2015-04-15 12:57:46.0 by TriggerFinger. Comments [Tweet]

IRS agents horrify their own families

ReasonSchickel says the political attacks made his job more difficult and potentially more dangerous. Throughout his career, he dealt with antigovernment tax avoiders in Arizona, but once the Tea Party scandal broke, his encounters with otherwise law-abiding ranchers became more hostile. “I used to work Tombstone,” he says. “They hate the IRS down there. It’s a hard enough thing to drive out, bang on somebody’s door, and make a legal demand on them for money. It’s even harder when the person is wearing a gun on his hip and says, ‘I saw on TV that you people are discriminating against the Tea Party.’ That’s when I decided, the hell with this!”

See, this is the thing. The law is almost entirely a matter of cooperation. We don't go through our lives paying taxes, obeying traffic laws, and without murdering everyone around us because there are police who will step in and prevent such actions. We follow the law because, mostly, everyone agrees that the law is a rough approximation of the right thing to do, and that it's generally to our benefit to follow it so that everyone else does also. One of the assumptions built into that social model is that the law will be enforced impartially; that it doesn't matter if a police officer likes you personally or not, you will be safe from him if you follow the law.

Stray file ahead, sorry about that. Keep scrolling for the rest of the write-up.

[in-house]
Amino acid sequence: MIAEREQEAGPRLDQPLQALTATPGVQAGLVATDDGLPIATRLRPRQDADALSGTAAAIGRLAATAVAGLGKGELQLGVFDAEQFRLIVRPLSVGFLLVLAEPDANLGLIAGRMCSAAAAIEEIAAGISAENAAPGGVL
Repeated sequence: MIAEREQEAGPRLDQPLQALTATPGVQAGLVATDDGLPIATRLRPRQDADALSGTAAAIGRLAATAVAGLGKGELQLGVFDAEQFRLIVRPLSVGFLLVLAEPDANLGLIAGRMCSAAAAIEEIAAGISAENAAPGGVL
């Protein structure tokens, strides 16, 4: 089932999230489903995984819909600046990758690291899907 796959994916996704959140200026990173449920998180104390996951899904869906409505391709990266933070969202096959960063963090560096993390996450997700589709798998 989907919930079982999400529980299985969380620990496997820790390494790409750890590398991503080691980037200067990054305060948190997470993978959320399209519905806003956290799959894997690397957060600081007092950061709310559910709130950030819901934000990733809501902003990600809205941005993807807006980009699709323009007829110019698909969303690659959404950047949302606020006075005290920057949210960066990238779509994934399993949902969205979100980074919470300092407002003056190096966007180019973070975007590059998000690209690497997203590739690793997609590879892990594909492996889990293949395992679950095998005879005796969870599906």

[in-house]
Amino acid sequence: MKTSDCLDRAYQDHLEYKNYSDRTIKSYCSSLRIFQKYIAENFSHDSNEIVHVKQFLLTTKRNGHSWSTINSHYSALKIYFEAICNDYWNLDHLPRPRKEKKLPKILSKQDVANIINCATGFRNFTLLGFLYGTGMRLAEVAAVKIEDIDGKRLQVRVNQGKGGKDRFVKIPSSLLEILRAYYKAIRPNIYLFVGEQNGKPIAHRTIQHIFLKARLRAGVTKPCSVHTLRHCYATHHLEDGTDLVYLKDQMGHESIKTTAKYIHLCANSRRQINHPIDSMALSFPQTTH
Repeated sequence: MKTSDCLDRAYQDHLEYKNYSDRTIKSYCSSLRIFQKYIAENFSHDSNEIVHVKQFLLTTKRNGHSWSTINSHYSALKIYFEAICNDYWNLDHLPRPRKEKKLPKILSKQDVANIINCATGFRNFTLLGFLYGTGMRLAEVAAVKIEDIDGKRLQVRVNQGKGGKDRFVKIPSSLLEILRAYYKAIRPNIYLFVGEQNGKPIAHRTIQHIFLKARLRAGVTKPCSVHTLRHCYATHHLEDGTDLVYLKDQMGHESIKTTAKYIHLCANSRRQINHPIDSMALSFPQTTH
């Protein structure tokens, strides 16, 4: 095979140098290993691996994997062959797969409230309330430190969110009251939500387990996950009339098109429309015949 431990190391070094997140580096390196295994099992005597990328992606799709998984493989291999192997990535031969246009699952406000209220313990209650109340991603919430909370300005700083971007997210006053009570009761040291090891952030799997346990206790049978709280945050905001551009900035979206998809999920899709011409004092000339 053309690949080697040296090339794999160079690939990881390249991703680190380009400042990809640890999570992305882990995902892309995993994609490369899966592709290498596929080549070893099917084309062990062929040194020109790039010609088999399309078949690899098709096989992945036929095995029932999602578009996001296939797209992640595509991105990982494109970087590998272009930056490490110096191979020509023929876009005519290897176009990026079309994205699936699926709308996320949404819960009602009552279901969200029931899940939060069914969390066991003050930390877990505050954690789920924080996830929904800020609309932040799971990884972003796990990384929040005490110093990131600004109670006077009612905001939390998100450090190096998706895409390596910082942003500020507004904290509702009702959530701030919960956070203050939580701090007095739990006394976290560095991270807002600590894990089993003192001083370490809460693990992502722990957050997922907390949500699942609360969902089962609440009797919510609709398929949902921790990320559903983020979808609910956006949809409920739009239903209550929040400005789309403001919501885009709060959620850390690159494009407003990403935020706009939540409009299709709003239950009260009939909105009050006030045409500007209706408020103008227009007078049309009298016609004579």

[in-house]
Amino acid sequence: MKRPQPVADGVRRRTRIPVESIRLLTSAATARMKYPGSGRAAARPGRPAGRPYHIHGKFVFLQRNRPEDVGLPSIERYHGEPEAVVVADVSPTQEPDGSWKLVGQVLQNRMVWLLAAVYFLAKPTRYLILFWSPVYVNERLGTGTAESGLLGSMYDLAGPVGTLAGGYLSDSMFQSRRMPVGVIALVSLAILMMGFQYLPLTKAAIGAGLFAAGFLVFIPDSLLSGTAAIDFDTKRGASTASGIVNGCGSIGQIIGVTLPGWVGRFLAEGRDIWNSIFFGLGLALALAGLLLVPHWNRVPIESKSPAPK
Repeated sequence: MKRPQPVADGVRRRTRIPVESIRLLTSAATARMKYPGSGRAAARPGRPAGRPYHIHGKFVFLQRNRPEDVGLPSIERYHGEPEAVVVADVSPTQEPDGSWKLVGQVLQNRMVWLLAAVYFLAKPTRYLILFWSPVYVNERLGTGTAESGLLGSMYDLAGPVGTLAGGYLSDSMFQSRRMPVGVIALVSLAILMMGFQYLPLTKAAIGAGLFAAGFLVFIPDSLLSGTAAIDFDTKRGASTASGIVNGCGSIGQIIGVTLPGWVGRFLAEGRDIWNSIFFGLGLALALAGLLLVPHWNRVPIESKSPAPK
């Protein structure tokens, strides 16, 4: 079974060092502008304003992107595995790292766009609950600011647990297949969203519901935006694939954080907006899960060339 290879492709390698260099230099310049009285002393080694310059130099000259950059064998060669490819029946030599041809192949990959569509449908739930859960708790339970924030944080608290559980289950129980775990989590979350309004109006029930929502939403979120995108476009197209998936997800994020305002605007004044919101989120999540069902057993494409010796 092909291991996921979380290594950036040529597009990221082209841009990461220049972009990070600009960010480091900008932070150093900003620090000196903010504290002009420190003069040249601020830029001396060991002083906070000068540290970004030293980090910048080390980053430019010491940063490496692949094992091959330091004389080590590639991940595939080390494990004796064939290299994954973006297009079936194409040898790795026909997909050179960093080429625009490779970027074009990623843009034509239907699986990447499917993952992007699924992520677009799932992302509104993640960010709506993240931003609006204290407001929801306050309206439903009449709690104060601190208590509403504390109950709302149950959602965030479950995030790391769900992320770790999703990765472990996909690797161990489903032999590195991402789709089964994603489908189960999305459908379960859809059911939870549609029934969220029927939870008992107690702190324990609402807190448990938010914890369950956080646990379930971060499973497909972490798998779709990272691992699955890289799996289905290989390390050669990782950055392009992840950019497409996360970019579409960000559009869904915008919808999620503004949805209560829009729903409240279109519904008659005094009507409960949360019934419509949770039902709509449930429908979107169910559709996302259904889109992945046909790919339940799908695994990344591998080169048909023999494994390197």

The IRS is now widely considered to have violated that rule of impartial behavior, and that means people are that much less inclined to cooperate with them. Since there's no way the IRS can audit everyone, and documents are filed voluntarily, without cooperation our tax system becomes a lot more difficult to manage.

2015-04-15 11:57:46.0 by TriggerFinger. Comments [Tweet]

The outcome of the Emerson case

Shall Not Be QuestionedI also didn’t know it was still possible to raise due process issues in Misdemanor Crimes of Domestic Violence. Years ago, I can’t remember the case, Lautenberg Amendment was challenged on ex post facto grounds and lost. I thought that was the end of that. But apparently not completely, when seeking grounds to get a conviction set aside by the courts.

I remember Emerson lost on this because the 5th Circuit determined that the due process involved in a restraining order was "minimally" sufficient, but that wasn't an ex post facto case.

2015-04-15 10:57:46.0 by TriggerFinger. Comments [Tweet]

Liberal Media Bias for Hillary